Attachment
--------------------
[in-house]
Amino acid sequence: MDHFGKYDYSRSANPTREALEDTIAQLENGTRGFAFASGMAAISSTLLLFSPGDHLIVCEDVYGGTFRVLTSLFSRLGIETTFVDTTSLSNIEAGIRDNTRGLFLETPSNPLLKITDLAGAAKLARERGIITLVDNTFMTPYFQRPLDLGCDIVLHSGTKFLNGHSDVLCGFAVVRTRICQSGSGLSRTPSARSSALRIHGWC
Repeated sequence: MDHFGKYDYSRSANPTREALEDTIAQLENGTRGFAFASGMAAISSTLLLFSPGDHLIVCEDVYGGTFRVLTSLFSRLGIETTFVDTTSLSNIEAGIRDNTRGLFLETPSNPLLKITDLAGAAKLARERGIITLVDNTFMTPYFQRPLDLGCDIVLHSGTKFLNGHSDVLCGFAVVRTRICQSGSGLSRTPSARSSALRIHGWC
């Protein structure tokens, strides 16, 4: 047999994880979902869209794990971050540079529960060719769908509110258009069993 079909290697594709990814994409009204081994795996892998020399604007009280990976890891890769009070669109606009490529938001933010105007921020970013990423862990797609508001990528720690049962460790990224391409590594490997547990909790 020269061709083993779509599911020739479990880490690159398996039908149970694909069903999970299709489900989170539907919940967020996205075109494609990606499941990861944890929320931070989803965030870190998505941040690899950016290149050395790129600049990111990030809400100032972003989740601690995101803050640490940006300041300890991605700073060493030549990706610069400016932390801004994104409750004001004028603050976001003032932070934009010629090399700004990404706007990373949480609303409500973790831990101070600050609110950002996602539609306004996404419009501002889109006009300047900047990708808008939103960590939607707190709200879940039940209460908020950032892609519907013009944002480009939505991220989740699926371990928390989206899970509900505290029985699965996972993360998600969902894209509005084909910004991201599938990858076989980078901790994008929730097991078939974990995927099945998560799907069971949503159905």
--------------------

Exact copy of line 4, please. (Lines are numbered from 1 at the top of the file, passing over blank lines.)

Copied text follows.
């Protein structure tokens, strides 16, 4: 047999994880979902869209794990971050540079529960060719769908509110258009069993 079909290697594709990814994409009204081994795996892998020399604007009280990976890891890769009070669109606009490529938001933010105007921020970013990423862990797609508001990528720690049962460790990224391409590594490997547990909790 020269061709083993779509599911020739479990880490690159398996039908149970694909069903999970299709489900989170539907919940967020996205075109494609990606499941990861944890929320931070989803965030870190998505941040690899950016290149050395790129600049990111990030809400100032972003989740601690995101803050640490940006300041300890991605700073060493030549990706610069400016932390801004994104409750004001004028603050976001003032932070934009010629090399700004990404706007990373949480609303409500973790831990101070600050609110950002996602539609306004996404419009501002889109006009300047900047990708808008939103960590939607707190709200879940039940209460908020950032892609519907013009944002480009939505991220989740699926371990928390989206899970509900505290029985699965996972993360998600969902894209509005084909910004991201599938990858076989980078901790994008929730097991078939974990995927099945998560799907069971949503159905």